5.14 When specifying the length of contracts, local authorities note that they are in trade-off situation. Whilst longer contracts could give operators stability and time to invest, they may also preclude new entrants or force the withdrawal of existing suppliers if they are unsuccessful at a given moment in time. In the long term this reduces the amount of tenders received for contracts, which, all else being equal, would be expected to lead to a rise in tender costs.
Higher Specifications Cost Implications
5.15 Operators and local authorities recognised that requiring school services to meet potential new specifications may require significant investment in services. Whilst the bus operators will no doubt be expected to meet these costs initially, ultimately the local authorities will have to pay for these improvements through higher contract costs. Local authorities also pointed out the social cost of imposing specification requirements, as it could lead to smaller local operators being priced out of business and unable to compete with larger fleets.
5.16 Whilst the introduction of new stipulations on contracts was viewed by local authorities as likely to incur a premium on costs, this would typically be subsumed within future contract costs, particularly as operators know that the stipulation(s) must be met to remain competitive. Any upfront costs can be reduced considerably if funding is provided to equip vehicles etc, and/or a sufficient lead in time is given to any changes.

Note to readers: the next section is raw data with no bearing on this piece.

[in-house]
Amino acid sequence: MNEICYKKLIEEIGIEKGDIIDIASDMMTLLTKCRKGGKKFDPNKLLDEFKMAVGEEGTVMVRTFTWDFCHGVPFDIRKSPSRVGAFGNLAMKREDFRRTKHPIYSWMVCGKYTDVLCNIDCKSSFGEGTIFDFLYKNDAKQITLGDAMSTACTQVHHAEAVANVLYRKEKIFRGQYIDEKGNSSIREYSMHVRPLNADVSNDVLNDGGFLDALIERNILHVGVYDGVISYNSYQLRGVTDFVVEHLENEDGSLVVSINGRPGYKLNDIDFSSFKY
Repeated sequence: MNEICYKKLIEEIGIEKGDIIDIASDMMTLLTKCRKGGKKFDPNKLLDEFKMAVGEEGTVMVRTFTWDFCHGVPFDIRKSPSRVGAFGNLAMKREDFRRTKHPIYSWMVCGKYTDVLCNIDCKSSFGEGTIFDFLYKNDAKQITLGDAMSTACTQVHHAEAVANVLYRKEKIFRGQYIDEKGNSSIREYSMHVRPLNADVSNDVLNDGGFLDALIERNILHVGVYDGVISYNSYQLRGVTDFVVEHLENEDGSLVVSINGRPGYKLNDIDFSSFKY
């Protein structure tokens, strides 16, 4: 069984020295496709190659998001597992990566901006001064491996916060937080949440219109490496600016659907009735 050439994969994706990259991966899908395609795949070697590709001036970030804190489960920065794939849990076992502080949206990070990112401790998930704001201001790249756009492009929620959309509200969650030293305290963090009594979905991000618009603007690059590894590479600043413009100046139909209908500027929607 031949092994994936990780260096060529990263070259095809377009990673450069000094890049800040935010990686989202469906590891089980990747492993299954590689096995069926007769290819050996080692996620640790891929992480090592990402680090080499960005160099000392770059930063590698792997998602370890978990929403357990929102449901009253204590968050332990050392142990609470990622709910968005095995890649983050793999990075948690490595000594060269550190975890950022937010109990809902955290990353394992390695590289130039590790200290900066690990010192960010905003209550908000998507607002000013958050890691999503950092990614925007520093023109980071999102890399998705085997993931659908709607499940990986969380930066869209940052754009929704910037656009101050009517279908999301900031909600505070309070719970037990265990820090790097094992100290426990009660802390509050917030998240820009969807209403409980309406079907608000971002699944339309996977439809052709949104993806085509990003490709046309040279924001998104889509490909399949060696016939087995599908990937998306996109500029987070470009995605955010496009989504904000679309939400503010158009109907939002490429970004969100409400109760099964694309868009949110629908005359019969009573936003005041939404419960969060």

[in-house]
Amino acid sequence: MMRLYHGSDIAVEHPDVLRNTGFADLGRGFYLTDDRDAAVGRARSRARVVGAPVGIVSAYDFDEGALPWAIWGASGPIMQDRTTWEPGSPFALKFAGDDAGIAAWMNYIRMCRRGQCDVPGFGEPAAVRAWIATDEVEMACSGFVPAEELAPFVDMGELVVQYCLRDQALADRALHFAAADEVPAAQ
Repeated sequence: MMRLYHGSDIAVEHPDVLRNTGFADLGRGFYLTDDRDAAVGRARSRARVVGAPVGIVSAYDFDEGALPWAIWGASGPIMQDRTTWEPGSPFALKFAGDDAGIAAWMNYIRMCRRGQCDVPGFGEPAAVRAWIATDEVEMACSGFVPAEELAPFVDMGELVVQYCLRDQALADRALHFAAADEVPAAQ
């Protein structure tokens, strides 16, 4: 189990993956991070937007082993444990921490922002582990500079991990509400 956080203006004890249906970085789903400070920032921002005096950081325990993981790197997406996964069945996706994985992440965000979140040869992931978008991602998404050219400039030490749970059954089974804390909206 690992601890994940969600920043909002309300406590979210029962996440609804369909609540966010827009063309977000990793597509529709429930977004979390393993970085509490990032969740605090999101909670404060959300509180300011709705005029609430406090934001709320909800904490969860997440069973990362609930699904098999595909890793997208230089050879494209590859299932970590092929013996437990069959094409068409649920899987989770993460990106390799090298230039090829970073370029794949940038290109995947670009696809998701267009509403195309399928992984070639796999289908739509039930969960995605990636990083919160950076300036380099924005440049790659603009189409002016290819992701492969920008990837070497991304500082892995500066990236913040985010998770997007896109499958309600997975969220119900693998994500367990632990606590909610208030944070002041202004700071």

School Opening Hours
5.17 A number of issues were noted in terms of school opening hours and their effects on bus operators and their ability to service contracts efficiently. One of these issues was that operators often felt that opening and closing times of Primary and Secondary schools should be staggered and planned holistically across a given area. This would allow the operator to serve both types of schools using the same buses, potentially leading to efficiencies and, ultimately, cost savings for all parties.
5.18 The second issue was that in recent years there has been a move to change school opening hours. Critically, this can sometimes vary by school, and by day of the week. This can be detrimental to operators who run both school and general services together, as they are often not able to provide a standard Monday - Friday timetable. Consistent with the above points, such a move often means additional vehicles have to be provided to cover the school and general service, which has a cost implication for both local authorities and operators.
5.19 Both of the above points highlight the need to consider local authority budgets holistically when planning changes in education and/or transport provision, with the potential for either savings or additional costs depending on the course of action pursued.